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Research Article  |   July 2008
Reliability, Validity, and Clinical Utility of the Executive Function Performance Test: A Measure of Executive Function in a Sample of People With Stroke
Author Affiliations
  • Carolyn M. Baum, PhD, OTR, is Professor and Elias Michael Director, Program in Occupational Therapy, Washington University School of Medicine, 4444 Forest Park Avenue, Campus Box 8505, St. Louis, MO 63108; baumc@wustl.edu
  • Lisa Tabor Connor, PhD, is Assistant Professor, Program in Occupational Therapy and Departments of Radiology and Neurology, Washington University School of Medicine, St. Louis, MO
  • Tracy Morrison, OTD, OTR, is Research Assistant Professor, School of Allied Health, Occupational Therapy Education, University of Kansas Medical Center, Kansas City, KS
  • Michelle Hahn, MSOT, OTR, was previously at the Program in Occupational Therapy, Washington University School of Medicine, St. Louis, MO
  • Alexander W. Dromerick, MD, is Associate Professor, Georgetown University School of Medicine and National Rehabilitation Hospital, Washington, DC
  • Dorothy F. Edwards, PhD, is Associate Professor, Department of Kinesiology, University of Wisconsin, Madison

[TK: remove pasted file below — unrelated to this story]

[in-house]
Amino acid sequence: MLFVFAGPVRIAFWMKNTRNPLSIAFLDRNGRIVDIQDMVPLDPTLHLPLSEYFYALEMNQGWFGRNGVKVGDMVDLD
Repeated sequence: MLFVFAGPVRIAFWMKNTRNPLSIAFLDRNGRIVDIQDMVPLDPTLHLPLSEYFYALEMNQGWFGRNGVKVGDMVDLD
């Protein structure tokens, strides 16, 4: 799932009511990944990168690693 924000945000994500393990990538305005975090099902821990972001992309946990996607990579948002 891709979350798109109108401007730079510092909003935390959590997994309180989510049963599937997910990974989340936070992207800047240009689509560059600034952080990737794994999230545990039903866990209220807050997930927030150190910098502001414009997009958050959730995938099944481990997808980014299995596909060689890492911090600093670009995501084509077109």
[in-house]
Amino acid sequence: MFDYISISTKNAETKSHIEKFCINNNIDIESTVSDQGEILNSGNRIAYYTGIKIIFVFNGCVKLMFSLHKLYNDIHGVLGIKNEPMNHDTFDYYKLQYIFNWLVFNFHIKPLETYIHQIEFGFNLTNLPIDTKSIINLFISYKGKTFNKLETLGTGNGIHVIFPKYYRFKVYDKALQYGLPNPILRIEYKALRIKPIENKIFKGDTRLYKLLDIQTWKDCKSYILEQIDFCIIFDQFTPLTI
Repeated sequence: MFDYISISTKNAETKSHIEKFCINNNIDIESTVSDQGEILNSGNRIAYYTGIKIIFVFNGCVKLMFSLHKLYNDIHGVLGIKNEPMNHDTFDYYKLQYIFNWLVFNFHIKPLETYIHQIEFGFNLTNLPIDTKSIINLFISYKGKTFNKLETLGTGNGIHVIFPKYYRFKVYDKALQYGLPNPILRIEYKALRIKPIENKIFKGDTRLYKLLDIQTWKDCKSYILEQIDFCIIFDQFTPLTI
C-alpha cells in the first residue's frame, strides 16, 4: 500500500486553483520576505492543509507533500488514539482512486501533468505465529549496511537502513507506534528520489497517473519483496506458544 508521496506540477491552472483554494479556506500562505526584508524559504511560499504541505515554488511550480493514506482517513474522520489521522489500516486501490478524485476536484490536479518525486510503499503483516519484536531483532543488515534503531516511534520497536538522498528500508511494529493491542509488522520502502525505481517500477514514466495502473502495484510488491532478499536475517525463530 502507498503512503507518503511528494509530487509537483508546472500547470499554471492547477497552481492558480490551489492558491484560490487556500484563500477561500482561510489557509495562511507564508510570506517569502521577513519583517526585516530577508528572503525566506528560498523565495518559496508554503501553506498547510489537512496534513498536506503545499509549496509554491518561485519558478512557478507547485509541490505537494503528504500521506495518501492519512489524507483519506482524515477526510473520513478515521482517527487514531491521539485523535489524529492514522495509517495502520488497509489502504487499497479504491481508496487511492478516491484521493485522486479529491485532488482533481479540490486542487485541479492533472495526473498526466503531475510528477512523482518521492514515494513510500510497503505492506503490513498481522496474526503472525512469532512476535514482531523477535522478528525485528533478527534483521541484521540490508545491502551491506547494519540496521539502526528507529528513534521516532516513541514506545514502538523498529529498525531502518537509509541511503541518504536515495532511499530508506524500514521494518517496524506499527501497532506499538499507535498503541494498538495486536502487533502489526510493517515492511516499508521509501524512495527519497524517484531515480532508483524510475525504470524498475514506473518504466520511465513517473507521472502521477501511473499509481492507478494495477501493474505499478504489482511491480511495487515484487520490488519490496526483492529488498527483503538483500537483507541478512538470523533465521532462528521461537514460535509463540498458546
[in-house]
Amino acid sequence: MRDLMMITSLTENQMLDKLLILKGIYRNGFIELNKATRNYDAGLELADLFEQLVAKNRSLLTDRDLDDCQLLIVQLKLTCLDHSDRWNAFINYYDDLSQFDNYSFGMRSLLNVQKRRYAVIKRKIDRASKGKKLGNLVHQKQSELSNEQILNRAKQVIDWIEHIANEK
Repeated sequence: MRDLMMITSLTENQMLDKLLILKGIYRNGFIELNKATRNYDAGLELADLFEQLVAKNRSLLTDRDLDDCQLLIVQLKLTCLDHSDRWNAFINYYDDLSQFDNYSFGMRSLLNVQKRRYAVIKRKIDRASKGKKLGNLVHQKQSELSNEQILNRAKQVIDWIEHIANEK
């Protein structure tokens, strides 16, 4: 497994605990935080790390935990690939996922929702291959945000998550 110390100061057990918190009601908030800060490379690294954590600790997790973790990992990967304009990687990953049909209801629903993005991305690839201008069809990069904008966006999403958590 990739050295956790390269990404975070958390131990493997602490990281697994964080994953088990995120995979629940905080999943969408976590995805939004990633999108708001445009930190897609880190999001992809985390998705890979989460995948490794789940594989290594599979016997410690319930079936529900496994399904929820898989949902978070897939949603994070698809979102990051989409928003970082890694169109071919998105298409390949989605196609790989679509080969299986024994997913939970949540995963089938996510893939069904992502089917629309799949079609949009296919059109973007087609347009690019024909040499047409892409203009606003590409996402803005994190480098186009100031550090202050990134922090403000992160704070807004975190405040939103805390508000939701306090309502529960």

Article Information
Neurologic Conditions / Stroke / Rehabilitation, Disability, and Participation
Research Article   |   July 2008
Reliability, Validity, and Clinical Utility of the Executive Function Performance Test: A Measure of Executive Function in a Sample of People With Stroke
American Journal of Occupational Therapy, July/August 2008, Vol. 62, 446-455. doi:10.5014/ajot.62.4.446
American Journal of Occupational Therapy, July/August 2008, Vol. 62, 446-455. doi:10.5014/ajot.62.4.446
Abstract

This study examined the reliability and validity of the Executive Function Performance Test (EFPT). The EFPT assesses executive function deficits in the performance of real-world tasks. It uses a structured cueing and scoring system to assess higher-level cognitive functions, specifically initiation, organization, sequencing safety and judgment, and task completion. Seventy-three participants with mild to moderate stroke and 22 age- and education-matched controls completed the 4 EFPT tasks (cooking, using the telephone, managing medications, and paying bills). Significant differences were found between participants with mild and moderate stroke and healthy control participants. The EFPT can help occupational therapists determine the level of support needed by people with cognitive impairments to perform complex instrumental tasks. Objective information derived from this assessment is an essential part of the process of determining whether the person can live independently and helping families understand how to support the performance of their family members at home.